by Wood Caldwell
(This article originally appeared in the Tennessean on Oct. 28, 2015)
Mayor Megan Barry has assumed leadership of our great city at an auspicious time. Nashville is thriving.
But it became evident during the mayoral race that our booming economy brings with it growing pains that need to be addressed by the new mayor. I believe Mayor Barry is prepared to do exactly that. Here is some unsolicited advice for our new mayor and council on how to frame key issues.
The “growing pains” issues most often mentioned during the mayoral race were education, transportation and affordable housing. However, I’m not sure that these really are three separate issues, as we can’t solve one without addressing all of them.
Great public schools are vital to our city’s success, and this is a top priority for many citizens, according to a recent poll by Vanderbilt University. Yet, 2014 TCAP scores show that the number of Metro Nashville Public Schools performing at the state’s lowest academic level has doubled in two years.
Because of our underperforming public schools, when their children reach school age, many young Nashvillians move to surrounding counties where the schools are better, taking their talents and tax dollars with them. So, besides just being the right thing to do, improving Nashville’s public schools would help ensure that the young people fueling our city’s success stay here.
Having a quality public school system would also help to address the affordable housing issue, because improving schools throughout Nashville would make the surrounding neighborhoods — where there is affordable housing — more attractive places to live.
The fact is, affordable housing is an issue primarily in neighborhoods like East Nashville, Sylvan Park, The Nations, the Gulch, 12South, Melrose and other “hip” parts of town. You’ll find plenty of affordable places to live in other parts of Nashville. However, these affordable neighborhoods also tend to have the poorest-performing public schools, and many lack access to public transportation. If we fix schools and transportation citywide, these parts of town become much more attractive. The good news is that most of the charter schools in Nashville — which have proved to outperform traditional district schools, on average — are in these “less hip” parts of town. So, if the school board will let it happen, this problem is already on the way to being fixed.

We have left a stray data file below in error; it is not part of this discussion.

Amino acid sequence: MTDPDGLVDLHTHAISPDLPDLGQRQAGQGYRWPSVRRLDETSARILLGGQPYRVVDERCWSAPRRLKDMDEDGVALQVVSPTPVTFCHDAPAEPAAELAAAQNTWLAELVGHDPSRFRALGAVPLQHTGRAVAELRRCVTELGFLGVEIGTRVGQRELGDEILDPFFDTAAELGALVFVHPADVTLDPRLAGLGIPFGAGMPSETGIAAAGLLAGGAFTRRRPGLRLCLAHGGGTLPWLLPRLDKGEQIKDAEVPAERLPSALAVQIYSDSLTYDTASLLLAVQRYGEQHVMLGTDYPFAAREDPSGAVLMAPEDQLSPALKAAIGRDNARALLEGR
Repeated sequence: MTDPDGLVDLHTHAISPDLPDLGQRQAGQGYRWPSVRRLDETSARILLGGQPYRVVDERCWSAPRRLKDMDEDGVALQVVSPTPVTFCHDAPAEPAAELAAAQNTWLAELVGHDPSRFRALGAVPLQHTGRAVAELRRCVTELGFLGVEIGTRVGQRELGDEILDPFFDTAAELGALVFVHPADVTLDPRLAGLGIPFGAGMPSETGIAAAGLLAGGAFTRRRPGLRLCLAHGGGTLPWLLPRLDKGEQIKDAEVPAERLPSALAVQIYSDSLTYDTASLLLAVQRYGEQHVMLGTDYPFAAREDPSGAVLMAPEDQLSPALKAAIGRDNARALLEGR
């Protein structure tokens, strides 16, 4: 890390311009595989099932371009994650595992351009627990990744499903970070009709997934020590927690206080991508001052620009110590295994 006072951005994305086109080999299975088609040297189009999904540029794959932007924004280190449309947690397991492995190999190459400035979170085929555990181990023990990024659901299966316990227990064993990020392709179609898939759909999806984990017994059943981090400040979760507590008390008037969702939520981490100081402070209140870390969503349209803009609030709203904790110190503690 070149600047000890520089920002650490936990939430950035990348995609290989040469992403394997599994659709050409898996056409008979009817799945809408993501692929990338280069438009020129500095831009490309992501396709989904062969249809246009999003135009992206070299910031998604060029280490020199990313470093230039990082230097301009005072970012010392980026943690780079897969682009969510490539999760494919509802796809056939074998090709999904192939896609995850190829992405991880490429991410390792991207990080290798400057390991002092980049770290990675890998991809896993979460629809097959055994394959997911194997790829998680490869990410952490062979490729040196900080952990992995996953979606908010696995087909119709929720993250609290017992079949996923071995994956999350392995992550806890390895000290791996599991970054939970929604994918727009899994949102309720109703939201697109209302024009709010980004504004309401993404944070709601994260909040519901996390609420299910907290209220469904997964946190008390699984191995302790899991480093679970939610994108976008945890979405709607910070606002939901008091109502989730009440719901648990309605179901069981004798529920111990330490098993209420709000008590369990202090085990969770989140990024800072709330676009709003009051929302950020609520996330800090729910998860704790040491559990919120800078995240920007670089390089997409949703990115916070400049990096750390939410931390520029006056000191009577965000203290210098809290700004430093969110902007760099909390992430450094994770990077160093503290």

Another way to make affordable neighborhoods more attractive is to develop an innovative transportation plan that combines the benefits of living in the central city with the affordability of living outside of it. And to create such a plan we, again, need to look at education/transportation/affordable housing as a single issue.
Consider that, in the 2014-15 fiscal year, we spent $36 million on Metro Schools’ transportation department and $70 million on MTA. By combining these two programs, we immediately increase the total public transportation budget by more than 50 percent.
Consolidating the Metro Schools transportation department with MTA would not only save millions of dollars by eliminating redundancies, it would also allow the school board to focus on the one thing they were elected to deal with — educating our children. The recent fracas over one board member going rogue on the issue of school buses is proof of how a noneducation issue like transportation can distract the board from its true purpose.
The bottom line: All the pieces of the puzzle must be in place to deal with the important issues that Nashville faces today and to prepare for the growth that we will be facing in the coming years.
Wood Caldwell is managing principal of Southeast Venture, a diversified commercial real estate company. He writes about Middle Tennessee commercial real estate issues once a month for The Tennessean. Reach him at email@example.com.